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Women's Health Testing

Cardiovascular Testing

Most U.S women don’t know their personal risk of heart disease. High cholesterol, diabetes and obesity can all lead to heart disease and stroke. Six in ten women are unaware of their cholesterol numbers, blood sugar levels or body mass index. Heart disease ranked third as the greatest health problem facing U.S. women, with mental health No. 1 and cancer No. 2.1

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American College of Cardiology and the American Heart Association guideline recommendations2,3 include:

  • Estimate 10-year risk for atherosclerotic cardiovascular disease (ASCVD)2
  • Due to inherent limitations of risk estimation tools in individual patients, consider the risk-enhancing factors below, which align with those set forth in the 2019 ACC/ACOG Advisory, for adults 40 to 75 years with borderline- (5% to < 7.5%) or intermediate- (≥ 7.5% to < 20%) risk2
    • History of premature menopause (< 40 years) and history of pregnancy-associated conditions that increase later risk, including:2,3
      • Pre-eclampsia
      • Eclampsia
      • Gestational hypertension
      • Gestational diabetes
      • Pre-term delivery
      • Low birthweight for gestational age
      • Polycystic ovary disease
      • Functional hypothalamic amenorrhea
    • Reproductive hormones including oral contraceptives and hormone replacement3
    • Breast cancer3
    • Chronic inflammatory conditions such as rheumatoid arthritis, lupus, and scleroderma2
  • Family history of premature ASCVD (< 65 years)2
  • Primary hypercholesterolemia (LDL-C, 160-189 mg/dL; non-HDL-C, 190-219 mg/dL)*2
  • Metabolic syndrome - a total of 3 of the following is diagnostic2
    • Increased waist circumference (by ethnically appropriate cutpoints);
    • Elevated triglycerides (≥150 mg/dL, non-fasting)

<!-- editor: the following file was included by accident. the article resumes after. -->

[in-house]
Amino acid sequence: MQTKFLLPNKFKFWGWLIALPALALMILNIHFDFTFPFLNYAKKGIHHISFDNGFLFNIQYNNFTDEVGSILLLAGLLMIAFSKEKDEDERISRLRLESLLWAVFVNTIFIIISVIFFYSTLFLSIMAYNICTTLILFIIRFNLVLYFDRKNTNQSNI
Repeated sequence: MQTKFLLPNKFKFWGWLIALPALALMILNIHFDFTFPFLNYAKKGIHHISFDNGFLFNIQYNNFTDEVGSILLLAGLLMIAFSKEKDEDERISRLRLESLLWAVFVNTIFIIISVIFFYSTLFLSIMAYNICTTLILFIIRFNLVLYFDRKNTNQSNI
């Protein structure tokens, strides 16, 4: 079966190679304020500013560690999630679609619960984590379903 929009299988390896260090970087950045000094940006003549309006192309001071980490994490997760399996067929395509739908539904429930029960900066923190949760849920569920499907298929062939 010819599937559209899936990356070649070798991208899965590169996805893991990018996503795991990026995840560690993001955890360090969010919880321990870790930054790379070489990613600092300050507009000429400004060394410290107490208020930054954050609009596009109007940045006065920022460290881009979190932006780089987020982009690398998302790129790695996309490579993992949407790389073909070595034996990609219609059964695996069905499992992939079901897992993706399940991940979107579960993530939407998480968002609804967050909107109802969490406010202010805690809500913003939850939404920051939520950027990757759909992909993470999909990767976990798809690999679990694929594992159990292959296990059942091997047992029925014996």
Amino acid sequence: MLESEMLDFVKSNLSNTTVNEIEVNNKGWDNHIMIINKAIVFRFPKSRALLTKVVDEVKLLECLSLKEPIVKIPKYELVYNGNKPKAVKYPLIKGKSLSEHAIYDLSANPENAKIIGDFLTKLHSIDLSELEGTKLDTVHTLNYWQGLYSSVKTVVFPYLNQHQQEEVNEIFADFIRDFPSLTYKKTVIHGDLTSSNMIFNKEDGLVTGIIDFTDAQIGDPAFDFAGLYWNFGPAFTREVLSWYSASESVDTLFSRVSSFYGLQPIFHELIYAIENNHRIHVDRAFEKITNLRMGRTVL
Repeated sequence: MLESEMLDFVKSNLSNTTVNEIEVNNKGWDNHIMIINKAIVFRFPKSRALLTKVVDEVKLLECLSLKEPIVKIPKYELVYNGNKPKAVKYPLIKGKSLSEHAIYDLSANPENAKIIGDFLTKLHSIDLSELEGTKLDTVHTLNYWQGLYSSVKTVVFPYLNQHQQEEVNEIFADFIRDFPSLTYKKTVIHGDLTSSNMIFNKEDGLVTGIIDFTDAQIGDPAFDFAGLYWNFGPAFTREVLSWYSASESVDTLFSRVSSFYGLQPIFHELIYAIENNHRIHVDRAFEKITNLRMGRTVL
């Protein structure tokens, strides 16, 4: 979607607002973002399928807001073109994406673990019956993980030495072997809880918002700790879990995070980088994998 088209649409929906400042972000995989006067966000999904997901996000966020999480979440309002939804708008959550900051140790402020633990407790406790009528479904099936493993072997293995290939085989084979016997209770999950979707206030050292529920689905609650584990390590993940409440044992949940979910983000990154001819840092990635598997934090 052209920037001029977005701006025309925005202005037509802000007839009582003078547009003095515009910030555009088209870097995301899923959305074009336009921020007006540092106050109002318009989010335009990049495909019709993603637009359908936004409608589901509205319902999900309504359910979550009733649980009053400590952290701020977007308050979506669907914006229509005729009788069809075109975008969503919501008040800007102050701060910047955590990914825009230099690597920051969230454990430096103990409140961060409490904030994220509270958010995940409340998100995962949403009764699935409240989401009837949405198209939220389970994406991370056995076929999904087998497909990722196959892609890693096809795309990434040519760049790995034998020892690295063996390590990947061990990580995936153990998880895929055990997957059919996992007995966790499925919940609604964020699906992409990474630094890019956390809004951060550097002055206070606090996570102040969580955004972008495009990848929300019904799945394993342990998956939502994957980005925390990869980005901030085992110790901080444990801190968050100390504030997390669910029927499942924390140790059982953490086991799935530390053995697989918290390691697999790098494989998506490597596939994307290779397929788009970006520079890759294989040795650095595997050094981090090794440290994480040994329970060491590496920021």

• Low HDL-C (< 50 mg/dL)
    • Elevated glucose
    • Elevated blood pressure
    • Chronic kidney disease (eGFR 15-59 mL/min/1.73 m2 with or without albuminuria; not treated with dialysis or kidney transplantation}2
    • High risk race or ethnicity (e.g. South Asian ancestry)2
    • Lipids and biomarkers (associated with increased ASCVD risk)2
      • Persistently elevated triglycerides (≥ 175 mg/dL, non-fasting)
      • Elevated high-sensitivity C-reactive protein (≥ 2.0 mg/L)
      • Elevated Lipoprotein(a) – ≥ 125 nmol/L constitutes risk-enhancing factor; relative indication for measurement is family history of premature ASCVD
      • Elevated Apolipoprotein B (≥ 130 mg/dL, corresponding to LDL-C > 160 mg/dL) constitutes risk-enhancing factor; relative indication for measurement is triglyceride ≥ 200 mg/dL (≥ 130 mg/dL)

Women with a medical history of pre-eclampsia who gave birth preterm (less than 37 0/7 weeks of gestation) or who have a medical history of recurrent preeclampsia, are recommended by ACOG to have a yearly assessment of blood pressure, lipids, fasting blood glucose, and body mass index.4

Labcorp offers a wide range of cardiovascular testing options.


  1. American Heart Association News. Most US women don’t know their personal risk for heart disease, poll finds. Available at https://news.heart.org/most-u-s-women-dont-know-their-personal-risk-for-...
  2. 2019 ACC/AHA Guideline on the Primary Prevention of Cardiovascular Disease. Accessed August 12, 2019. Available at https://www.ahajournals.org/doi/suppl/10.1161/CIR.0000000000000678
  3. American Heart Association. AHA/ACOG Presidential Advisory. Promoting risk identification and reduction of cardiovascular disease in women through collaboration with obstetricians and gynecologists. Circulation. 2018;137:e1-e10
  4. American College of Obstetricians and Gynecologists. Well Women Recommendations. High-Risk Factors. Available at: https://www.acog.org/About-ACOG/ACOG-Departments/Annual-Womens-Health-Ca...